Local News

Air Force finds human error in crash that killed two N.C.-based pilots

Posted December 1, 2009

— An Air Force report found that human error caused the crash that killed two officers from Seymour Johnson Air Force Base.

On Tuesday, the Air Force released the results of its investigation into the crash of an F-15E Strike Eagle fighter jet during practice July 18 in Afghanistan.

Capt. Thomas J. Gramith, 27, of Eagan, Minn., and Capt. Mark R. McDowell, 26, of Colorado Springs, Colo., died in the crash. They had been flying for several hours, providing air support to ground troops in the Ghazni Province when their plane went down around 3:15 a.m. in Kabul, Afghanistan.

Both men were assigned to the 336th Fighter Squadron, which deployed in April and returned in September.

The Air Combat Command Accident Investigation Board found that the lead weapons system officer assessed the altitude of a target at 4,800 feet when it was actually at 10,200 feet. Neither of the pilots recognized the mistake. Both were killed on impact, the report said.

McDowell, a native of Charlotte, was survived by his father in Adamsville, mother in Clemson, S.C., and grandparents in Sanford.

His wife is also in the Air Force. They would have celebrated their second wedding anniversary on Thanksgiving.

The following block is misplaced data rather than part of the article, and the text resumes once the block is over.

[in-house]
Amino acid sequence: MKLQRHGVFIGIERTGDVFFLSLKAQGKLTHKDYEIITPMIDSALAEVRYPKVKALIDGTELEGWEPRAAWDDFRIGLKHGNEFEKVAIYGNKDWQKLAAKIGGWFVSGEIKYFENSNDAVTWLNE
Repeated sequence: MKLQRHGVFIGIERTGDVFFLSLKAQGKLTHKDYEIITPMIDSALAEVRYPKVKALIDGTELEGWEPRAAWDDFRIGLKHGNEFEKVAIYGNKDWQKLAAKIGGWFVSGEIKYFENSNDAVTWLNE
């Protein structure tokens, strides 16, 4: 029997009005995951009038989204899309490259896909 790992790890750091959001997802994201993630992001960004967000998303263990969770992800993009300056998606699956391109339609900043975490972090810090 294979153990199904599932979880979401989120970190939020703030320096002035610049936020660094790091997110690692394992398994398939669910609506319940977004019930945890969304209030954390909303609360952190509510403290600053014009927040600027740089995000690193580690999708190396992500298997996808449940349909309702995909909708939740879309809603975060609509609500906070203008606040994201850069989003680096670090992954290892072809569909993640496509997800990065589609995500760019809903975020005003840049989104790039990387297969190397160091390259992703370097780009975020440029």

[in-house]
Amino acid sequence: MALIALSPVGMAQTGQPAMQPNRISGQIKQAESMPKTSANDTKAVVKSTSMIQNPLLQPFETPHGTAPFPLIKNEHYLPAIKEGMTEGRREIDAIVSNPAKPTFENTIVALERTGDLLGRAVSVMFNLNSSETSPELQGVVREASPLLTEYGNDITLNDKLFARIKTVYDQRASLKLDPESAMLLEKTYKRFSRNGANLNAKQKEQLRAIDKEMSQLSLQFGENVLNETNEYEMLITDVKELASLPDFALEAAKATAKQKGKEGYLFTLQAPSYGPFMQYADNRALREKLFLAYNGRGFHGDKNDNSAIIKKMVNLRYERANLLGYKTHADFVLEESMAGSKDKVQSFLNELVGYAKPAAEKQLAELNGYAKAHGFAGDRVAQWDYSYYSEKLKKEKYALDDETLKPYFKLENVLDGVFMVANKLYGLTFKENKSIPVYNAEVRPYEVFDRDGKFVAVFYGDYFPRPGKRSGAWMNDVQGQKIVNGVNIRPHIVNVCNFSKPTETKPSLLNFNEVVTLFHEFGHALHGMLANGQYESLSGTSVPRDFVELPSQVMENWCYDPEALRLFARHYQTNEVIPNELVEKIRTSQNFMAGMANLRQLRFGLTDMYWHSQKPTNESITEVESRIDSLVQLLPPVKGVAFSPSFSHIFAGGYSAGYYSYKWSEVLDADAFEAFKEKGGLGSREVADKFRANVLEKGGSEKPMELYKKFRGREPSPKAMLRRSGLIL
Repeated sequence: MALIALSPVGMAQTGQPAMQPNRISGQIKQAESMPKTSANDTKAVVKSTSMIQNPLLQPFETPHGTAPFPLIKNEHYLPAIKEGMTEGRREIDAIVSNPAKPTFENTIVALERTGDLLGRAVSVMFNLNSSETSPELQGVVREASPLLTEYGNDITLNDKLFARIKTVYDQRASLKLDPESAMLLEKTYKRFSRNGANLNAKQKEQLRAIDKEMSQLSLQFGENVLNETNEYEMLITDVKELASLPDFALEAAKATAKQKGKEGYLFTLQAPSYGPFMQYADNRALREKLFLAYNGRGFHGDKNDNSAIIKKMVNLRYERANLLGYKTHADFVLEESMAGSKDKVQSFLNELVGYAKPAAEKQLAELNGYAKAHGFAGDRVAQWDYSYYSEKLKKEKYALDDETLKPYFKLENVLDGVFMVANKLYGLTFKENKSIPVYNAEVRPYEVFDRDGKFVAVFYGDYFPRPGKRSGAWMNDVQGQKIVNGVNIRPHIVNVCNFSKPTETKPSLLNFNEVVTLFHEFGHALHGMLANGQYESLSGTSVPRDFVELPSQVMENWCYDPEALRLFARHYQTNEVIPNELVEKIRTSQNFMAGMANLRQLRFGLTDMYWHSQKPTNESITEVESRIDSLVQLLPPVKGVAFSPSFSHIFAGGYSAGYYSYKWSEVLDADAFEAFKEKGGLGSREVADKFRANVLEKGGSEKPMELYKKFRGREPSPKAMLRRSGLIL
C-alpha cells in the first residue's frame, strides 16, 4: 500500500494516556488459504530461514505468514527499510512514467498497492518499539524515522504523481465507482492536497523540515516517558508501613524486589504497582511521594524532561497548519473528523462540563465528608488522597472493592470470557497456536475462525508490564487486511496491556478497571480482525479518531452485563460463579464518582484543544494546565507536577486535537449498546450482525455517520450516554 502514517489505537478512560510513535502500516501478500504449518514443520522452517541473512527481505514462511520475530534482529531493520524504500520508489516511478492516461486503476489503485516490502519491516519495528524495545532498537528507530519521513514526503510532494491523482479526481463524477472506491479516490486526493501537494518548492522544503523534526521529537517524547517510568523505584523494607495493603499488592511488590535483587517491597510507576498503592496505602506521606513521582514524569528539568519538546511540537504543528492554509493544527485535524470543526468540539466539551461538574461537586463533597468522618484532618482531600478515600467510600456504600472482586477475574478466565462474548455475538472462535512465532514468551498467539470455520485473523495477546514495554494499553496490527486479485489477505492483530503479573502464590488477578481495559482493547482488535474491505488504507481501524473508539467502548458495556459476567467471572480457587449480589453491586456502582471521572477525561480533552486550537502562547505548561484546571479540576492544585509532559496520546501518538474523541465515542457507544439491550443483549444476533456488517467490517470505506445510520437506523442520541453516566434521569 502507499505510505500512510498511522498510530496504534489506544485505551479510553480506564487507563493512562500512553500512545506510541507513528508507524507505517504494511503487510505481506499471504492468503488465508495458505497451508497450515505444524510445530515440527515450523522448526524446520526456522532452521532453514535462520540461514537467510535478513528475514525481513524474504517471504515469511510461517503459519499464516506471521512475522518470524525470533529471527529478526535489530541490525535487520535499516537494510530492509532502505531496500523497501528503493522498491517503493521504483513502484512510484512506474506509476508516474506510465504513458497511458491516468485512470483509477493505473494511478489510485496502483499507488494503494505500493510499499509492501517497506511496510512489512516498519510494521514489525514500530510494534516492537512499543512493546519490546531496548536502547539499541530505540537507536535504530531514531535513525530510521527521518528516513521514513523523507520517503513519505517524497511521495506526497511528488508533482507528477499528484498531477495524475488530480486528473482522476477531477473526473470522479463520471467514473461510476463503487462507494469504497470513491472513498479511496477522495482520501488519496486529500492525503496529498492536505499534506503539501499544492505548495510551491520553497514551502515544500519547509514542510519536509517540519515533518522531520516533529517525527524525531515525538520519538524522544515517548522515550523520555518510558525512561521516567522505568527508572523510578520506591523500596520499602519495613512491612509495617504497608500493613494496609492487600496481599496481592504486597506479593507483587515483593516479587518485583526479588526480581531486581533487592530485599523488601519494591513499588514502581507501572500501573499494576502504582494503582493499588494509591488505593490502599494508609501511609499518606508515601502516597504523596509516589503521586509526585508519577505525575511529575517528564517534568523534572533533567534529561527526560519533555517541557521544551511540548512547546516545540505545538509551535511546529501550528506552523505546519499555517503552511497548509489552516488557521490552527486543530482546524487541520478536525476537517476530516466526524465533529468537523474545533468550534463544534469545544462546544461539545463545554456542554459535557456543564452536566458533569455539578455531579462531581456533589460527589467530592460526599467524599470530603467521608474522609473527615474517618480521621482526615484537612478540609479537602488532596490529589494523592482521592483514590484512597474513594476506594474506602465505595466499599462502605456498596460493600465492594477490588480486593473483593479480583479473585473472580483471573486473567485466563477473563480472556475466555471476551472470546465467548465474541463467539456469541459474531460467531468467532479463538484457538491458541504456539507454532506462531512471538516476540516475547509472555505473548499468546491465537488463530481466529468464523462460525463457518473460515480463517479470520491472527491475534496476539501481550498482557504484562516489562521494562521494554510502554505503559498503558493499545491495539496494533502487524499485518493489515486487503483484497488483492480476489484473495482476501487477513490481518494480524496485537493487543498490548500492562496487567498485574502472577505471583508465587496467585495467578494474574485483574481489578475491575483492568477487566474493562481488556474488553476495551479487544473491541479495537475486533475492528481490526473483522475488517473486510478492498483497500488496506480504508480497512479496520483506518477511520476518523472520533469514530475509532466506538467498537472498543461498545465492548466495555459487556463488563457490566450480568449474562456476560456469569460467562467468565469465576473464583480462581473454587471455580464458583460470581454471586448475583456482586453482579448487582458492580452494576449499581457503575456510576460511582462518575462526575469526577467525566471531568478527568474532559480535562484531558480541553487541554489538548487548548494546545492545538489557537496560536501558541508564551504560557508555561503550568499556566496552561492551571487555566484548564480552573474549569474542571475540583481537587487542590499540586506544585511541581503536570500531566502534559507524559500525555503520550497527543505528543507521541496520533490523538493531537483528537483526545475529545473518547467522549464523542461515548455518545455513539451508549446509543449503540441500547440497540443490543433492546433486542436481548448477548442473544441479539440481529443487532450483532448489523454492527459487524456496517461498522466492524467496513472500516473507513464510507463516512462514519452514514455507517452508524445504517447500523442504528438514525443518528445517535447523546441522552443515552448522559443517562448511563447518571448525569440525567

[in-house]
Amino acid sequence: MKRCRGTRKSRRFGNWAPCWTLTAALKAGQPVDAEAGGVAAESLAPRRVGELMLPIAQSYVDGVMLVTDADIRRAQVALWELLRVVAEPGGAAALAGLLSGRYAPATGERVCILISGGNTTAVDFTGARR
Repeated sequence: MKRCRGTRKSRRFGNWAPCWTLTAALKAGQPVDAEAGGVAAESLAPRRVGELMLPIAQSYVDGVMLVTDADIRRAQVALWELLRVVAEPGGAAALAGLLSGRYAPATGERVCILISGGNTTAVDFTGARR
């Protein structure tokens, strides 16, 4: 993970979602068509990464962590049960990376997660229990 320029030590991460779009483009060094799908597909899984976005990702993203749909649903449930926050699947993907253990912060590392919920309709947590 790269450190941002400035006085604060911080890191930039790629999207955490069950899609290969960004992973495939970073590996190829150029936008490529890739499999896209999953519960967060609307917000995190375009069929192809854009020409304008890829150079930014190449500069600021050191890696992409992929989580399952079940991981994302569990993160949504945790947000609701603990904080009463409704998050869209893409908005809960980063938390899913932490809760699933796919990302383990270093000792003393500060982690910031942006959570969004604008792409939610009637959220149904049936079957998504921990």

Rev. Gilbert McDowell, a pastor in Sanford, told WRAL News after the crash that he was not looking to place blame.

“It really doesn’t matter now as far as we’re concerned. We lost a grandson,” he said. “He was too young to die, but a lot of those men are too young to die."


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  • Worland Dec 1, 2009

    They thought the hard deck was 5000 feet lower than it actually was... essentially flying right into the ground thinking they were flying at 5000 feet.

    Occasionally, aircrew will confuse sea level with ground level. Your altimeter will read in feet above sea level, not feet above ground level. If you forget the ground is 5000 feet above sea level, and your altimeter is reading 5000 feet, you're going to crash... all the time thinking you're flying at 5000 feet.

  • info39 Dec 1, 2009

    With - I can only surmise that they were on an attack run-in and thinking that the top if the target was at 4800 and when they made their attack they did not have enough room to pull up and clear the mountain range and thusly flew the plane into the side of the mountain.

  • deputydog1296 Dec 1, 2009

    My God be with the families and the 336 Squadron. Thanks for all you do. GOD speed.

  • withnailharrison Dec 1, 2009

    Could someone please elaborate the bit about the cause of the crash being related to mistaken target altitude? I don't know enough about air warfare to follow this one.

  • djcgriffin Dec 1, 2009

    praying for all the families and loved ones :(